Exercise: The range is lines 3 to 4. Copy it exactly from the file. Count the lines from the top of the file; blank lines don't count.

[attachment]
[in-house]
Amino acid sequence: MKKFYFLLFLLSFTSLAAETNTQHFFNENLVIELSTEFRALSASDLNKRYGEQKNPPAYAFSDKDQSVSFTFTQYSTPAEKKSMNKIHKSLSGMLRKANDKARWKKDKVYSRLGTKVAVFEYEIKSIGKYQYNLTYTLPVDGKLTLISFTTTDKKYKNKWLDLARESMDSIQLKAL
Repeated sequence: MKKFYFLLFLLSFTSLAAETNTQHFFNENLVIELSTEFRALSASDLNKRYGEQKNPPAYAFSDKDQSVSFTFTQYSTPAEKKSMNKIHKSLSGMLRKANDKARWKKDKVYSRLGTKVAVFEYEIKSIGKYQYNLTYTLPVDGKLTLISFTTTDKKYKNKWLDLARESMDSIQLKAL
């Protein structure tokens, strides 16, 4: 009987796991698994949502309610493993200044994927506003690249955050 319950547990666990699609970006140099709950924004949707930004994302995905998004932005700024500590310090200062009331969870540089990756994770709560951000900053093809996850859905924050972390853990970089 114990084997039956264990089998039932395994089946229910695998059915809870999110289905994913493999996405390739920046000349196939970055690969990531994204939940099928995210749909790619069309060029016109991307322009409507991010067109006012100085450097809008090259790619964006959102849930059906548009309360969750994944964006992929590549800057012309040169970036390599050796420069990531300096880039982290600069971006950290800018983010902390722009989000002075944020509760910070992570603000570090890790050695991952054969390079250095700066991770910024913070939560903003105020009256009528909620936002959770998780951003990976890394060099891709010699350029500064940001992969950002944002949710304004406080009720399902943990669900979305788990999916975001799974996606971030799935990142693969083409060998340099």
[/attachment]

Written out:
Repeated sequence: MKKFYFLLFLLSFTSLAAETNTQHFFNENLVIELSTEFRALSASDLNKRYGEQKNPPAYAFSDKDQSVSFTFTQYSTPAEKKSMNKIHKSLSGMLRKANDKARWKKDKVYSRLGTKVAVFEYEIKSIGKYQYNLTYTLPVDGKLTLISFTTTDKKYKNKWLDLARESMDSIQLKAL
């Protein structure tokens, strides 16, 4: 009987796991698994949502309610493993200044994927506003690249955050 319950547990666990699609970006140099709950924004949707930004994302995905998004932005700024500590310090200062009331969870540089990756994770709560951000900053093809996850859905924050972390853990970089 114990084997039956264990089998039932395994089946229910695998059915809870999110289905994913493999996405390739920046000349196939970055690969990531994204939940099928995210749909790619069309060029016109991307322009409507991010067109006012100085450097809008090259790619964006959102849930059906548009309360969750994944964006992929590549800057012309040169970036390599050796420069990531300096880039982290600069971006950290800018983010902390722009989000002075944020509760910070992570603000570090890790050695991952054969390079250095700066991770910024913070939560903003105020009256009528909620936002959770998780951003990976890394060099891709010699350029500064940001992969950002944002949710304004406080009720399902943990669900979305788990999916975001799974996606971030799935990142693969083409060998340099």